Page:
Volunteers dedicate time, passion to 'Missing Pets' Facebook page
If Jodi Carlson of Cloquet finds a lost dog, she'll invite the missing pet into her home while she tries to track down the animal's guardian. The same goes for loose chickens.
It's the veterinary technician in her, she said.
"I've seen way too many dogs and animals who have been hit by a car and then I've had to either put them to sleep or help put to sleep," said Carlton, who works at the Duluth Veterinary Hospital.
More than two years ago, Carlson's passion for helping lost pets led her to co-found a Facebook page dedicated to reconnecting people with their pets. The page, "Missing Pets in the Northland," began two years ago, and managing it is basically a second full-time job, except for the fact it doesn't pay a dime.
The "Missing Pets" page evolved out of a page called "Retrieving Lilly," which was launched to help bring a Cloquet beagle home. After Lilly was found, Carlson took over the page, which had grown a large following. She rebranded it to help all lost pets in the area — something she believed the region was missing.
Jennifer Cadigan of Proctor and Jessica Parvi, who recently moved from the area to Lakeville, Minn., have also been with the page since the beginning.
Amy Addy of Twig only recently joined the team. She became an administrator on the "Missing Pets" page in April, but has followed the page closely since its start.
"I would keep sending them lost dog posts from all the other pages," Addy said, "and they were like, 'Why don't you just join because you keep sending us stuff?'"
Addy's loved animals her entire life and she likes a good mission. She recently left a holiday party early to help search for a lost dog and has stopped traffic for a duck. This is just one of the reasons why her husband likes her to keep a reflective safety vest in her vehicle.
"He said, 'If you're going to be out running around in the middle of traffic with signs and dead animals, the least you can do is wear a vest,'" Addy said. "So I promised I will wear it."
Between the two of them, Addy and Carlson said their vehicles are usually equipped with kennels, blankets, slip leashes, treats, sign material, cat food and bags for deceased animals. They never know when someone might need their help.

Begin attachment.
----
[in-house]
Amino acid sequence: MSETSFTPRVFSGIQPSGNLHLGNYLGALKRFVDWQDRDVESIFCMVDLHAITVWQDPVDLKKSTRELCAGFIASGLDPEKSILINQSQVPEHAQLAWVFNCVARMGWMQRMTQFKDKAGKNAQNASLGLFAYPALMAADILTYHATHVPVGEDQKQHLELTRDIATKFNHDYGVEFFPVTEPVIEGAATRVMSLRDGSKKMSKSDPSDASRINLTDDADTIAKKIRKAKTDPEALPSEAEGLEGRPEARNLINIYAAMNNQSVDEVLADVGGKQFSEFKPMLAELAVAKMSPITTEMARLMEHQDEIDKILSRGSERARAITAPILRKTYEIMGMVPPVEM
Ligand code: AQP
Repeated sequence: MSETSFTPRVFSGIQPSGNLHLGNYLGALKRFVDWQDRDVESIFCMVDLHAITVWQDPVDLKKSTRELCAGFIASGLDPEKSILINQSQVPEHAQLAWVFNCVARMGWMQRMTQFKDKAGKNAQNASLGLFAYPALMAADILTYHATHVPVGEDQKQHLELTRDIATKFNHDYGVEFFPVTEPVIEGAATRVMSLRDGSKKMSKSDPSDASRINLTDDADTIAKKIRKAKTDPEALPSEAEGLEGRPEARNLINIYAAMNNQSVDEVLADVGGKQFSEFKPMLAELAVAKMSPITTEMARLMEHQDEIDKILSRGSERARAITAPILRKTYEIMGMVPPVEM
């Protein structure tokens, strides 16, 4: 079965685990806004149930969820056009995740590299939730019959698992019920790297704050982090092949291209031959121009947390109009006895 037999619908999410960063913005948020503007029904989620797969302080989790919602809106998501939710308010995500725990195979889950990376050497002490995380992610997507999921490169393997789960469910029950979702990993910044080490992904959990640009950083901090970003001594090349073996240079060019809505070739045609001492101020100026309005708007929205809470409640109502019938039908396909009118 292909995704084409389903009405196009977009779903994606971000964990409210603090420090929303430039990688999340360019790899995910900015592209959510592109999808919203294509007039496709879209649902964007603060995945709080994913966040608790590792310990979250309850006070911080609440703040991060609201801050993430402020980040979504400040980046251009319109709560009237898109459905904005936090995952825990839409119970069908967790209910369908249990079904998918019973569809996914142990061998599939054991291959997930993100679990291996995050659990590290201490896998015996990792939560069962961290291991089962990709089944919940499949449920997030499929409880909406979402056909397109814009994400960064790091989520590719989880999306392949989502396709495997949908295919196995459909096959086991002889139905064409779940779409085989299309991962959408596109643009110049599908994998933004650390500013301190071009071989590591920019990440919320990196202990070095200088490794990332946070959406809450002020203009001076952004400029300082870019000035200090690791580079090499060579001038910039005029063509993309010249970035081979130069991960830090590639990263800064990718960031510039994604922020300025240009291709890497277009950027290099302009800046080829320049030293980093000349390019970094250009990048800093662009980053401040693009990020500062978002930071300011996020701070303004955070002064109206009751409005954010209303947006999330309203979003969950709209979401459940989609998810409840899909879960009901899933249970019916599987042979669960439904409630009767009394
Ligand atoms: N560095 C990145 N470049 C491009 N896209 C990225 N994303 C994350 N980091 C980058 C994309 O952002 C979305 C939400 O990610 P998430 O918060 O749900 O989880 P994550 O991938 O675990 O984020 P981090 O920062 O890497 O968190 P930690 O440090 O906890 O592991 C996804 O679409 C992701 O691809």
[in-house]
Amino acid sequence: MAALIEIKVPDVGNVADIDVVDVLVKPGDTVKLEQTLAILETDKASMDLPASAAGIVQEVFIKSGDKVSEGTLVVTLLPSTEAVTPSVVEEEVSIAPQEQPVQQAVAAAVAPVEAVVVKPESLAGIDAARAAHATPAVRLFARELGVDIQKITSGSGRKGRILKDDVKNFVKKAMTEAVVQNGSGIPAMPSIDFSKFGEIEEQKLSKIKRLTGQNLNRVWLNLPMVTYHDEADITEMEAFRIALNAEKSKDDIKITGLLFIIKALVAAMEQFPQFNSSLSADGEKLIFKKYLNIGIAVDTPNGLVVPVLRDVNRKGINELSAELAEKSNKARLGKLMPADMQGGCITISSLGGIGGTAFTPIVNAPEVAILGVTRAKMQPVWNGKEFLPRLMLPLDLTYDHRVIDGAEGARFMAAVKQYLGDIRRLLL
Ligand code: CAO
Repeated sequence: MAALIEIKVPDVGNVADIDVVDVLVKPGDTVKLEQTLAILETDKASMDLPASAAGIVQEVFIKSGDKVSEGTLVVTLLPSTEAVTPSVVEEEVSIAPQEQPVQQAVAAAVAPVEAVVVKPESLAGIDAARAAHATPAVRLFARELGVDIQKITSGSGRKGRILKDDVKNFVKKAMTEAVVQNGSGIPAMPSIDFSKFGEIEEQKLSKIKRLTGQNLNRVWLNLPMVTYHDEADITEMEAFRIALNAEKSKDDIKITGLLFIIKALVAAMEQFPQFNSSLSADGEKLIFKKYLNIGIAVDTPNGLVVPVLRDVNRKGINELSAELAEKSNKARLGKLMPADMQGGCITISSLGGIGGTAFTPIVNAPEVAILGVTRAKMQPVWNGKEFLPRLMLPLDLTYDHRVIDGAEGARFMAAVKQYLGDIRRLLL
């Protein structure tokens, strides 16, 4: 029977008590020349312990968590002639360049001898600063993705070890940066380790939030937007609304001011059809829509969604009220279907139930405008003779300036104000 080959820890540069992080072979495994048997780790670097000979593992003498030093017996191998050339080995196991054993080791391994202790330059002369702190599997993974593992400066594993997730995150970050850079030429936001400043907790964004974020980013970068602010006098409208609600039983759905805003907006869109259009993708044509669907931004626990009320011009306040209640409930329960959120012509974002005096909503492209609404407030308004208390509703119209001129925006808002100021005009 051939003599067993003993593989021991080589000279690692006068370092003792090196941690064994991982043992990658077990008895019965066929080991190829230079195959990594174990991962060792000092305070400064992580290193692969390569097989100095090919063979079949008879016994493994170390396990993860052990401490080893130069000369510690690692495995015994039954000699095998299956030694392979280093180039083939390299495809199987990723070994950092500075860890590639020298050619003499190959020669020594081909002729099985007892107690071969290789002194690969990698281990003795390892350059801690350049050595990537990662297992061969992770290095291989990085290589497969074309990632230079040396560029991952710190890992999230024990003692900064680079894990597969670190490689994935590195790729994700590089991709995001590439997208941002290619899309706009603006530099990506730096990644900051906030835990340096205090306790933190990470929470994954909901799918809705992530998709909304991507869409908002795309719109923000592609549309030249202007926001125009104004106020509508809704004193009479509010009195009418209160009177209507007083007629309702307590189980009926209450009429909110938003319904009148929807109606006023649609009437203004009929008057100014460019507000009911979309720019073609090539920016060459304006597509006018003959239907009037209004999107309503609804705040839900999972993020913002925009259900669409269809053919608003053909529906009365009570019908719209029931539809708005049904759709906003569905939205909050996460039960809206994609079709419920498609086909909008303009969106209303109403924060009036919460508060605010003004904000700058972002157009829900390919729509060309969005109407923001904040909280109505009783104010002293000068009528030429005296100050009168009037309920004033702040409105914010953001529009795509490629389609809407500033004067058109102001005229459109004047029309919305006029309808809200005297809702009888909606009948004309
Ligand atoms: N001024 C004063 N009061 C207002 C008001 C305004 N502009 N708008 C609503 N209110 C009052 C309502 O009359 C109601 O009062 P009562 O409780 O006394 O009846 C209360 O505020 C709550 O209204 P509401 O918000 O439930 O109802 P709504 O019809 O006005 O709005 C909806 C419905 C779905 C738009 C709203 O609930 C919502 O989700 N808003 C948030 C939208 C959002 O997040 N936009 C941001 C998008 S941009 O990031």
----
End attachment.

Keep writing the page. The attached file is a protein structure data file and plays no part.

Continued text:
"We'll pretty much drop whatever we're doing," Carlson said.
This commitment to finding other people's animals and maintaining the Facebook page, which constantly needs updates about missing and found animals, can come at a cost in other areas of their life.
For Addy, it might mean trouble resting until a missing animal is found. When she spoke with the Pine Journal, there were two dogs she said she constantly dreamt about.
As for Carlson, she spends her entire lunch break doing work for the Facebook page.
"I don't relax at all," she said.
Still, they don't seem to mind. They take pride in the work they are able to do through their page.
"We have a very good return rate," Addy said. "Whether we physically do it or not."
And they don't just try to find pets; they also educate animal caretakers on a variety of subjects ranging from microchipping, to approaching a missing animal, which often are skittish and in survival mode.
"There are so many people whose first instinct is to yell," Carlson said. "That's the worst thing you can do to a dog that's bolted and is scared."
Instead, people first need to build the animal's trust, which should be done by getting down on the ground with smelly food and waiting for the dog to approach, according to the Facebook page.
In order to rescue one of the dogs Carlson temporarily kept at her home, Addy had to lie in the snow for three hours on a Carlton farm hand-feeding hot dogs to the scared pup.
These are the sort of tips and special touches that connect people like Pam Peterson with their beloved animals.
Peterson, of Duluth, had never heard of "Missing Pets in the Northland" when her 15-pound Shih Tzu/poodle mix named Max went missing in the subfreezing temperatures last March.
She was out of town with her husband when a spooked Max hopped the fence of her Woodland neighborhood home while a relative was letting him out. They looked everywhere for Max when they got home, and posted his picture on Facebook when he still hadn't turned up.
Then someone recommended she get in touch with the "Missing Pets" Facebook page.
So she reached out, and a photo of Max was promptly posted with his last known location and tips on how to get him home. It took 10 days before Max was found by someone who recognized him from the postings and signs, but in the meantime, Carlson said Peterson was there whenever she needed her, giving advice and answering questions.
"She was my person the whole 10 days," Peterson said of Carlson. "I would have been lost without her."
Just a couple weeks ago, she was visiting her mother's nursing home when her other Shih Tzu/poodle, Sunny, snuck out of the facility through automatic doors. She couldn't find him, but knew just what to do — call Jodi.
Ten minutes later, Peterson said Carlson sent her a photo of Sunny from a camera that was set up to help track another missing dog.